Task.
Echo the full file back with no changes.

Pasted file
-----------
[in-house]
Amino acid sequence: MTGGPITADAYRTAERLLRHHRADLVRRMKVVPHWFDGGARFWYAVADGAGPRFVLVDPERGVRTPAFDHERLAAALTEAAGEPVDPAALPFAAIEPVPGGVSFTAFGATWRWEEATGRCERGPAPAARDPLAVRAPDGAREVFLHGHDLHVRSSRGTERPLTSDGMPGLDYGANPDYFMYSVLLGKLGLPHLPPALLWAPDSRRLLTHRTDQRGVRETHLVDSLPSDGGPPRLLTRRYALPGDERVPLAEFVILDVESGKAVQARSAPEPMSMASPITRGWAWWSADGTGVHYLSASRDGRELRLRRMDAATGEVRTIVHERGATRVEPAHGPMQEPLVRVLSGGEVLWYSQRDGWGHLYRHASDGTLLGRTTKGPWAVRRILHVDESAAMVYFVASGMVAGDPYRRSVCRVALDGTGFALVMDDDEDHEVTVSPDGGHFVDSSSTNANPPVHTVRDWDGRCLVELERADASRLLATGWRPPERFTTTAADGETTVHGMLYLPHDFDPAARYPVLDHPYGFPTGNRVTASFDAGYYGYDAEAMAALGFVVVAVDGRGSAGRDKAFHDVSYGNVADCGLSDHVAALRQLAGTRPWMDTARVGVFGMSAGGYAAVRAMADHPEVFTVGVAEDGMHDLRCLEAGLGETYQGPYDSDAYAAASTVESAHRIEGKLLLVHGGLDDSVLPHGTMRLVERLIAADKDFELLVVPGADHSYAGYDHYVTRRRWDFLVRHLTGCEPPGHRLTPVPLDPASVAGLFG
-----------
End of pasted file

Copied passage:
[in-house]
Amino acid sequence: MTGGPITADAYRTAERLLRHHRADLVRRMKVVPHWFDGGARFWYAVADGAGPRFVLVDPERGVRTPAFDHERLAAALTEAAGEPVDPAALPFAAIEPVPGGVSFTAFGATWRWEEATGRCERGPAPAARDPLAVRAPDGAREVFLHGHDLHVRSSRGTERPLTSDGMPGLDYGANPDYFMYSVLLGKLGLPHLPPALLWAPDSRRLLTHRTDQRGVRETHLVDSLPSDGGPPRLLTRRYALPGDERVPLAEFVILDVESGKAVQARSAPEPMSMASPITRGWAWWSADGTGVHYLSASRDGRELRLRRMDAATGEVRTIVHERGATRVEPAHGPMQEPLVRVLSGGEVLWYSQRDGWGHLYRHASDGTLLGRTTKGPWAVRRILHVDESAAMVYFVASGMVAGDPYRRSVCRVALDGTGFALVMDDDEDHEVTVSPDGGHFVDSSSTNANPPVHTVRDWDGRCLVELERADASRLLATGWRPPERFTTTAADGETTVHGMLYLPHDFDPAARYPVLDHPYGFPTGNRVTASFDAGYYGYDAEAMAALGFVVVAVDGRGSAGRDKAFHDVSYGNVADCGLSDHVAALRQLAGTRPWMDTARVGVFGMSAGGYAAVRAMADHPEVFTVGVAEDGMHDLRCLEAGLGETYQGPYDSDAYAAASTVESAHRIEGKLLLVHGGLDDSVLPHGTMRLVERLIAADKDFELLVVPGADHSYAGYDHYVTRRRWDFLVRHLTGCEPPGHRLTPVPLDPASVAGLFG